An earlier version of this papers looked at the information that can be obtained by continually monitoring the rates of pumping and of returns during a cementing operation. It was shown that some job problems can be detected during certain portions of the cementing job, even without having on location a predicted job behavior from a simulator. It was also shown, however, that a more detailed picture of the operation can be obtained by comparing job measured values with predicted data from simulators. The analysis was performed with a generalized materials balance around a well experiencing lost circulation or influx during a cementing operation. The analysis confirmed the value of plotting "calculated" (simulated) vs. "measured" behavior in the same graph during a job. A sizable departure of measured from calculated values during a reasonably long period of time is a clear indication that the cementing job is experiencing a problem.
The Concept of Job Signatures
The proposed concept of job signatures states that job problems generate distinctive, measurable job signatures that distinguish them from other job problems when compared to a "control" (without trouble) behavior.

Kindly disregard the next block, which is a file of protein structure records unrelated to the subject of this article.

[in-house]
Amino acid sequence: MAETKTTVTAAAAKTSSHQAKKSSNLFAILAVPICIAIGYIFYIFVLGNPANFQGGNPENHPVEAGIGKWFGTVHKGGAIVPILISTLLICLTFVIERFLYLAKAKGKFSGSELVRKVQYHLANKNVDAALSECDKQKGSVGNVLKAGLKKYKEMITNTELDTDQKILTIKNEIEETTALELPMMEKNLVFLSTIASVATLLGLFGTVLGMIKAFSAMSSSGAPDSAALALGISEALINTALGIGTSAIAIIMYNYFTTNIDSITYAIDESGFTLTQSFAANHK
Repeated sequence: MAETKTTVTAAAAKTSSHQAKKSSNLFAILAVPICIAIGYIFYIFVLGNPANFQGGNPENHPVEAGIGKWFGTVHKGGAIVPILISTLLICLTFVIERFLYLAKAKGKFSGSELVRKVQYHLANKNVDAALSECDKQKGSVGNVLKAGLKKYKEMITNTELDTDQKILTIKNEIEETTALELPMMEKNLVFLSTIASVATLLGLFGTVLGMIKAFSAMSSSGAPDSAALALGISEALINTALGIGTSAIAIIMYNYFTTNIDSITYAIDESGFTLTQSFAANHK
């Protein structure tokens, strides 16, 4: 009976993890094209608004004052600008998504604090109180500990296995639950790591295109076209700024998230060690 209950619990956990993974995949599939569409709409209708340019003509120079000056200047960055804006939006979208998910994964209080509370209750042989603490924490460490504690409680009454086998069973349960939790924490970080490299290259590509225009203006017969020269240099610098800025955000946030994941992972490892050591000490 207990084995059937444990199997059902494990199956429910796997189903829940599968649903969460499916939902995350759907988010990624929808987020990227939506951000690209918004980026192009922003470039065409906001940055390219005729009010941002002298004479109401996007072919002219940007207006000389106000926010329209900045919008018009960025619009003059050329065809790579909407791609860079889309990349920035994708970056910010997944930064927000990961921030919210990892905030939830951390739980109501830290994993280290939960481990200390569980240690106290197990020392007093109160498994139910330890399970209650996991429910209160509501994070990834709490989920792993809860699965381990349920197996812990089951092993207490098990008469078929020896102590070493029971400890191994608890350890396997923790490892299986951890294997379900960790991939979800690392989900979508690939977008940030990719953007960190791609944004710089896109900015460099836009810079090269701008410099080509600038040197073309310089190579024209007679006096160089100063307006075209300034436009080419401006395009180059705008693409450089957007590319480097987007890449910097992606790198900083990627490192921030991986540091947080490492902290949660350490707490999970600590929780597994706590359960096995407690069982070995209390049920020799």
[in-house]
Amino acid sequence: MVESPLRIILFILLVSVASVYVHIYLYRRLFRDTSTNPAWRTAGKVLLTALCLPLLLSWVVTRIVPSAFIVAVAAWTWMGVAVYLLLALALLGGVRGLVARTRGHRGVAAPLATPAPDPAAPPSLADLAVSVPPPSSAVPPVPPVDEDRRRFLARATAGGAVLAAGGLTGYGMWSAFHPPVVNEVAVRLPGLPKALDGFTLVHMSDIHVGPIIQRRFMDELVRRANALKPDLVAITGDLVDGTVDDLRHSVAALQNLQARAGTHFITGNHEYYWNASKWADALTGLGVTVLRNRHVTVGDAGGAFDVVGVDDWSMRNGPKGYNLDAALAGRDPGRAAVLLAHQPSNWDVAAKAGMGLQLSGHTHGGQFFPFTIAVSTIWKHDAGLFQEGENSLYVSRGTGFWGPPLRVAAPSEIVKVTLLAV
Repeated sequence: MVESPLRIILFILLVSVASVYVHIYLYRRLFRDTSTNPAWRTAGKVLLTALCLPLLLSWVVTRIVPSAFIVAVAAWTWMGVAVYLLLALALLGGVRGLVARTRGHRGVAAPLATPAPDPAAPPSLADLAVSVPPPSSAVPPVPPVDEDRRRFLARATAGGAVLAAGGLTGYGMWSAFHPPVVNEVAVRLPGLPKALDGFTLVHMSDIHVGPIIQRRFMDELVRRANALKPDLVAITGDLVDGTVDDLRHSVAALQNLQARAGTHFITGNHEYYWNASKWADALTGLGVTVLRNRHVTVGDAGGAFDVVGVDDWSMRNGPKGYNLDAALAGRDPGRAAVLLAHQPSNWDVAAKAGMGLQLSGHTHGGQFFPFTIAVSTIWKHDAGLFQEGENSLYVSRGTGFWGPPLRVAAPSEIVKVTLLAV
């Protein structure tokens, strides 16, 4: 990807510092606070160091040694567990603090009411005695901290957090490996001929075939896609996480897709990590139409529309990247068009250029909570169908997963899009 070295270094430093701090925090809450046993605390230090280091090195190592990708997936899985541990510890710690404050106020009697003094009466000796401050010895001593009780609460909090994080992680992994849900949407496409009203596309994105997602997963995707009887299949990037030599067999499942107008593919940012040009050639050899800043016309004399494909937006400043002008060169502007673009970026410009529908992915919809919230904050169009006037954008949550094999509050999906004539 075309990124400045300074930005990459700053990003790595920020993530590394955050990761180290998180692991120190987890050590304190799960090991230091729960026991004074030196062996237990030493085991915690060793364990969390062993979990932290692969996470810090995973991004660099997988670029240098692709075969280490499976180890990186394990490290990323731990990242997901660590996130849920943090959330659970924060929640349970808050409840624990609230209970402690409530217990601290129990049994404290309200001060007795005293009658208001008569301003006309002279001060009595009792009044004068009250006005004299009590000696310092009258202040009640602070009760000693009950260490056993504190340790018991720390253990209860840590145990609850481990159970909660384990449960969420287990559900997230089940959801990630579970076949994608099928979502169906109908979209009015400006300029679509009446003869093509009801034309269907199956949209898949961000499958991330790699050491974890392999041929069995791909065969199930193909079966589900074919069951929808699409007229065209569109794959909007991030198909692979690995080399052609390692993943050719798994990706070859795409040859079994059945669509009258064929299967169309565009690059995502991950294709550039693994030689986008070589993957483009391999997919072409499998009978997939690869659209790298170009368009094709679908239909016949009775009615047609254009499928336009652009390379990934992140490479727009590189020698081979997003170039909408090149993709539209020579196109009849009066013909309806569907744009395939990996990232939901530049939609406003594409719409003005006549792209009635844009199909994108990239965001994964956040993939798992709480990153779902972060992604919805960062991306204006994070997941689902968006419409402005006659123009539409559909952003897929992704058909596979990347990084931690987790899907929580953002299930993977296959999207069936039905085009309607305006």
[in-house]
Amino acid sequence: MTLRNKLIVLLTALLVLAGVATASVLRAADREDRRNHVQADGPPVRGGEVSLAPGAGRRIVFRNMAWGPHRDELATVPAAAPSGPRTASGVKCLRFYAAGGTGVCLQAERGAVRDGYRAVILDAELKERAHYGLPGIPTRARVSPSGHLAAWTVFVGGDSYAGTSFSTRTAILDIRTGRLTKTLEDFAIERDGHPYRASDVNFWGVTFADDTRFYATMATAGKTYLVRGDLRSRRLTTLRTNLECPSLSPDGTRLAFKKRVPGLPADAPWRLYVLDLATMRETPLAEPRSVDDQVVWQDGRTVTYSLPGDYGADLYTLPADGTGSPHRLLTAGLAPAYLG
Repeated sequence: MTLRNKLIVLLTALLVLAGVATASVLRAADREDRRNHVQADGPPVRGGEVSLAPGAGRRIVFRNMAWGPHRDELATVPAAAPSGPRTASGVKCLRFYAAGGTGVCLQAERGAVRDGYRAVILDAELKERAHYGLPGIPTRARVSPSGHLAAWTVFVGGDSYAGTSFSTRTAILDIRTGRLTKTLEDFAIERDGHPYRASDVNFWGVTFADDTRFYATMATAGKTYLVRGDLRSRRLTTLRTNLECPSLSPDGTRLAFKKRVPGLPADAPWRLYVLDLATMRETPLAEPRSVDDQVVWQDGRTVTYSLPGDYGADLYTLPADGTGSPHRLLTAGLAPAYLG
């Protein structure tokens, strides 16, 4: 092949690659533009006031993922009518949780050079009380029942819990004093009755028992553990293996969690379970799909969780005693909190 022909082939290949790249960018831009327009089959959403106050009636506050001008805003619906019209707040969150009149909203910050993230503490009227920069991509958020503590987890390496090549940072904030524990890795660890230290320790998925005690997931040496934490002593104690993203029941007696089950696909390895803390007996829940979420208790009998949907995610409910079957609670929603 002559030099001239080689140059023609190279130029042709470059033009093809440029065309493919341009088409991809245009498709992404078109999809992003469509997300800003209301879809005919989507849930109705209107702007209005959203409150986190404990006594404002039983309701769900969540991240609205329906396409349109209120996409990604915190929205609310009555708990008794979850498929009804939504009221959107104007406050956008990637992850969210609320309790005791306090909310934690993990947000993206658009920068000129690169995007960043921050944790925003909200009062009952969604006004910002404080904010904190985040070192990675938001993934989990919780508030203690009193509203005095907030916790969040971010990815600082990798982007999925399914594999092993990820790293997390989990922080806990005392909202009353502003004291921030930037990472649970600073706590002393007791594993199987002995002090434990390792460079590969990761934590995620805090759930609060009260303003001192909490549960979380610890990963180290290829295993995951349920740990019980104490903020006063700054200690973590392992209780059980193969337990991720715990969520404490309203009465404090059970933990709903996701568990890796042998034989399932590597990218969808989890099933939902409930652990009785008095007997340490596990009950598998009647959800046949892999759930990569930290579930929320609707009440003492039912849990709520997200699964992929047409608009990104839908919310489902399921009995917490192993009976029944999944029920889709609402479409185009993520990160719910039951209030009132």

Job Signatures for Several Cementing Job Problems. Many situations can cause problems during a cementing operation. Channeling, restrictions in the pipe or annulus, lost circulation, etc., can cause the measured behavior to depart from the predicted, calculated, or simulated behavior. To obtain a better understanding of the situation, a cementing simulator was used to develop curves that show the departure of the measured from the calculated free-fall gaps caused by different potential job problems. Curves for other measurable quantities-such as surface pressure and instantaneous rate of returns-were also developed to illustrate the departure from the normal behavior. The graphs show the nominal behavior and the expected departure from the norm for the problem situation for a normal or standard cementing operation. Clearly these graphs cannot be made general enough to be representative of every imaginable cementing operation. Therefore, the knowledge that must be extracted from these simple graphs is the general signature or "fingerprint" of the departure from the norm for each job problem behavior. To try to capture those signatures, a list of generalized characteristics for each case was put together and is included in this paper.